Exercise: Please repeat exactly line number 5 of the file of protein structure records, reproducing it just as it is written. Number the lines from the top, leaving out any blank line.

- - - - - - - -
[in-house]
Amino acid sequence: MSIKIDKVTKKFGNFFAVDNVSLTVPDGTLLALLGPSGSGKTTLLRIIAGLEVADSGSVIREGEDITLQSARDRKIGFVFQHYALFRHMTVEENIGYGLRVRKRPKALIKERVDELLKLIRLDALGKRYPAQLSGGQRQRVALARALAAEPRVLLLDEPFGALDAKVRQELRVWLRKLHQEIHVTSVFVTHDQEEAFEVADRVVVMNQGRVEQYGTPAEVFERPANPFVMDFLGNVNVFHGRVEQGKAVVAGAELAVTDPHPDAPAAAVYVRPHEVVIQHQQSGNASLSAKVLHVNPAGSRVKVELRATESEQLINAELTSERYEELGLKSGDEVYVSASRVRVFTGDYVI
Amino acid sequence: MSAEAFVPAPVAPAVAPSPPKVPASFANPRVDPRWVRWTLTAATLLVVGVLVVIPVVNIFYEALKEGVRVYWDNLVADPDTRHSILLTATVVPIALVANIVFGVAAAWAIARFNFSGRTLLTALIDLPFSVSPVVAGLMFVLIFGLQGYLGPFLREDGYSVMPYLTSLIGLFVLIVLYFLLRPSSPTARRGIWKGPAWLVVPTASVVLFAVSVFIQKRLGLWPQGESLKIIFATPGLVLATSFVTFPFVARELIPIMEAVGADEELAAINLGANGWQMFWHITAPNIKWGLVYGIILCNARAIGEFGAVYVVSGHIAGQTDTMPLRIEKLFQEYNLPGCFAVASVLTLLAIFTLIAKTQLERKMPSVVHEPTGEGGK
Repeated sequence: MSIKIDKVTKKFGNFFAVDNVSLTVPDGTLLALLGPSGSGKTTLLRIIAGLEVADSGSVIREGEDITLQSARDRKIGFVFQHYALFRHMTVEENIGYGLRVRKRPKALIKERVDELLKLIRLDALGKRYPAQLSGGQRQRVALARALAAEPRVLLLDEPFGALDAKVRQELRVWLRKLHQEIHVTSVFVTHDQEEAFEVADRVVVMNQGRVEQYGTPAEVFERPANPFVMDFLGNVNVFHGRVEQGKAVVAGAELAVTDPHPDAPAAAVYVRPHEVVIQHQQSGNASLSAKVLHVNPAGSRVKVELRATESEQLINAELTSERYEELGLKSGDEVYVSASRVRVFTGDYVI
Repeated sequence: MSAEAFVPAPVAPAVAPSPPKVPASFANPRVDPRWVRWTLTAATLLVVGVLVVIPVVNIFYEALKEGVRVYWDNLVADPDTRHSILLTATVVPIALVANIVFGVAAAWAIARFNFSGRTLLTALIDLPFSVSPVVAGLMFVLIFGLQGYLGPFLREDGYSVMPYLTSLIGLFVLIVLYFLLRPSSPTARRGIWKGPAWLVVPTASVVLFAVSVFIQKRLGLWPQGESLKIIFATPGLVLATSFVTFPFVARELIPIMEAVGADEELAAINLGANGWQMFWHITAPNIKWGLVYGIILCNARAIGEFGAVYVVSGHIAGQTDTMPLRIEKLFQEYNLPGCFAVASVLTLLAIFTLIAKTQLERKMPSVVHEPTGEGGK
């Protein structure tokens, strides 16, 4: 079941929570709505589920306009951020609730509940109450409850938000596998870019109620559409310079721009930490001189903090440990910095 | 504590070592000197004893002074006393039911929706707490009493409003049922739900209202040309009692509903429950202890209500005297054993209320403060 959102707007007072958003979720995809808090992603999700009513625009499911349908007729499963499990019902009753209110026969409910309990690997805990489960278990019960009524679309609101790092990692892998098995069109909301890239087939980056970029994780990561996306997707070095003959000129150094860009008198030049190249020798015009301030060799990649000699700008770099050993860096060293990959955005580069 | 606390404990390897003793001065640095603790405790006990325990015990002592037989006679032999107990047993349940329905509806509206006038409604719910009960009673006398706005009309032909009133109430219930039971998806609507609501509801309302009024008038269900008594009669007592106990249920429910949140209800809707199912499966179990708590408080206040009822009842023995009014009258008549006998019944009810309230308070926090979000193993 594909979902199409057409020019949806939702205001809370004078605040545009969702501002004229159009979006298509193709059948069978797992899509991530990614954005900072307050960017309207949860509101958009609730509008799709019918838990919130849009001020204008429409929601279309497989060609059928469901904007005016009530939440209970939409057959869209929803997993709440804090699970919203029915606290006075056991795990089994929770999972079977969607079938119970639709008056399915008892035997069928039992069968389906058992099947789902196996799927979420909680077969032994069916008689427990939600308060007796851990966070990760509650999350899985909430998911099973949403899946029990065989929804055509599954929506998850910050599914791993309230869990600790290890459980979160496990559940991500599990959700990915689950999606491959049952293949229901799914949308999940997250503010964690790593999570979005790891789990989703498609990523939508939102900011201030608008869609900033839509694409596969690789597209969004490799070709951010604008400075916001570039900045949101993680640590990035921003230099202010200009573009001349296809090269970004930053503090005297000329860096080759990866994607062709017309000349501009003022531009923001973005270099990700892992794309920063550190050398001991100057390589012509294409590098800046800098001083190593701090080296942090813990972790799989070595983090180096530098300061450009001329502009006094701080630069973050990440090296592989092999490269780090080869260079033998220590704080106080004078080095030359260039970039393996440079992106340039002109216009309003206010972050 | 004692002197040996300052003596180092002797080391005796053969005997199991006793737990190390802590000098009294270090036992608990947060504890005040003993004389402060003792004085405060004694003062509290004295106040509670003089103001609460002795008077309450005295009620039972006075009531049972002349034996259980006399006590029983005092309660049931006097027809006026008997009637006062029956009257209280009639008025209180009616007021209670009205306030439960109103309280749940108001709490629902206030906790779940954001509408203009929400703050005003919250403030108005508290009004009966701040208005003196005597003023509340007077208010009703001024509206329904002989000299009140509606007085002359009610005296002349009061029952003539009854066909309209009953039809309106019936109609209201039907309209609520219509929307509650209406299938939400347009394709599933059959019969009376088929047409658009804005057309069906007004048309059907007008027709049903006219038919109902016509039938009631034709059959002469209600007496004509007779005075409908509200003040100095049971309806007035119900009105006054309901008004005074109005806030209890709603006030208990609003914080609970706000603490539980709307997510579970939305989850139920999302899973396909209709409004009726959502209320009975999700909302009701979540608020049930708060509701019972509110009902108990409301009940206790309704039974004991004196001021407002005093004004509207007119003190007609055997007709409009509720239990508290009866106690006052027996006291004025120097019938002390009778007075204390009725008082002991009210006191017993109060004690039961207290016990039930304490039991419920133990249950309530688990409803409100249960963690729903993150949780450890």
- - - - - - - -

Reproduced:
Repeated sequence: MSAEAFVPAPVAPAVAPSPPKVPASFANPRVDPRWVRWTLTAATLLVVGVLVVIPVVNIFYEALKEGVRVYWDNLVADPDTRHSILLTATVVPIALVANIVFGVAAAWAIARFNFSGRTLLTALIDLPFSVSPVVAGLMFVLIFGLQGYLGPFLREDGYSVMPYLTSLIGLFVLIVLYFLLRPSSPTARRGIWKGPAWLVVPTASVVLFAVSVFIQKRLGLWPQGESLKIIFATPGLVLATSFVTFPFVARELIPIMEAVGADEELAAINLGANGWQMFWHITAPNIKWGLVYGIILCNARAIGEFGAVYVVSGHIAGQTDTMPLRIEKLFQEYNLPGCFAVASVLTLLAIFTLIAKTQLERKMPSVVHEPTGEGGK